Dive Brief:

  • More than 450,000 students unauthorized to live in the U.S. are attending a college or university here, making up roughly 2% of enrollment, according to a new report from advocacy groups New American Economy and the Presidents’ Alliance on Higher Education and Immigration. 
  • Of those students, about half are eligible for or are participating in Deferred Action for Childhood Arrivals (DACA), a program that allows immigrants brought to the U.S. illegally as children to study and work here and shields them from deportation. 
  • The report notes that unauthorized students can’t receive public grants at some state universities and don’t qualify for federal financial aid  two concerns that have taken on new urgency amid the coronavirus pandemic. 

Dive Insight: 

The unauthorized student population is much larger “than was previously thought,” the report’s authors write. They added that these students “actively ready themselves to fill critical skills shortages” in fields such as healthcare and teaching. 

Yet several financial hurdles can prevent them from finishing or even enrolling in college. They aren’t eligible for federal aid, and fewer than half of the states offer all unauthorized students in-state tuition if they meet residency requirements. 

The coronavirus pandemic has heightened these issues. Although the U.S. Department of Education is giving colleges more than $6 billion to distribute to students, the agency hasn’t explicitly stated whether unauthorized students are allowed to receive these funds, Inside Higher Ed reported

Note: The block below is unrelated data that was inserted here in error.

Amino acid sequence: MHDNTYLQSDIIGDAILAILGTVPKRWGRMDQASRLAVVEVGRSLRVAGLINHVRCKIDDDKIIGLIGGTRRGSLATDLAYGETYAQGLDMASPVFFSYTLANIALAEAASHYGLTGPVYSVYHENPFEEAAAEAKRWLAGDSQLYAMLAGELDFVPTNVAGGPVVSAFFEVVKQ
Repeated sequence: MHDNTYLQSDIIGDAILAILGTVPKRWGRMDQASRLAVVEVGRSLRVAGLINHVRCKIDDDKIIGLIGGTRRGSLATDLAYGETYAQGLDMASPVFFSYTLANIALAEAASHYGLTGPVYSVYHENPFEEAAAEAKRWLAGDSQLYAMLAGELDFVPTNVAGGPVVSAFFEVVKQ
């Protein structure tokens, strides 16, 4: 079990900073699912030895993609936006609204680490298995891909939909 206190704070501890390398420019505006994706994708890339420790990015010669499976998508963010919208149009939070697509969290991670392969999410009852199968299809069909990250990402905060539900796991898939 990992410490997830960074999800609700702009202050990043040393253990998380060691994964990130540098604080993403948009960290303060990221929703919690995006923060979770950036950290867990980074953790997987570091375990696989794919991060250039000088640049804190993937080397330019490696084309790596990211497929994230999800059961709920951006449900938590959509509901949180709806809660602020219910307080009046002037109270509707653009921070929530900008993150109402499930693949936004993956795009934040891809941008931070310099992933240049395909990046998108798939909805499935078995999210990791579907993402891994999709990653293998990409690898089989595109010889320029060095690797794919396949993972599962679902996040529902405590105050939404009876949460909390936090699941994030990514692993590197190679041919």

However, the wide latitude the Ed Department is giving colleges to determine how to distribute the aid could allow them to help unauthorized students and others who aren’t typically eligible for federal support. 

The Ed Department did not cap the amount colleges could give to each student, but suggested they limit it to $6,195, the maximum Pell Grant amount.

Unauthorized students’ families may also be missing out on government coronavirus relief, potentially jeopardizing their college educationImmigrant workers without social security numbers don’t qualify for the checks of up to $1,200 being sent to many Americans and can’t file for unemployment benefits in most states. 

Efforts have sprung up to fill in the gaps. California is giving one-time payments of $500 to unauthorized immigrants in the state, with a cap of $1,000 per household. And several universities and advocacy organizations have emergency funds set aside for unauthorized students. 

The possible end of DACA also hangs over some unauthorized students. When the U.S. Supreme Court heard oral arguments over the case last year, the justices appeared divided on whether the Trump administration lawfully attempted to phase out the program.

In the wake of the coronavirus pandemic, lawyers from the National Immigration Law Center and other groups argued in court documents that the administration did not fully consider the contributions of roughly 27,000 healthcare workers who are shielded from deportation by DACA. 

And late last year, the Association of American Medical Colleges (AAMC) and 32 other healthcare associations voiced their support of DACA to the Supreme Court justices. “[W]e do not believe the administration considered the impact the rescission of DACA would have on patients and the health professionals who care for them,” David Skorton, president and CEO of the AAMC, said in an op-ed for The Washington Post. 

The new report builds on those arguments. Nearly half (46%) of DACA-eligible graduate students with a STEM undergraduate degree have one in a healthcare-related field, its authors note. 

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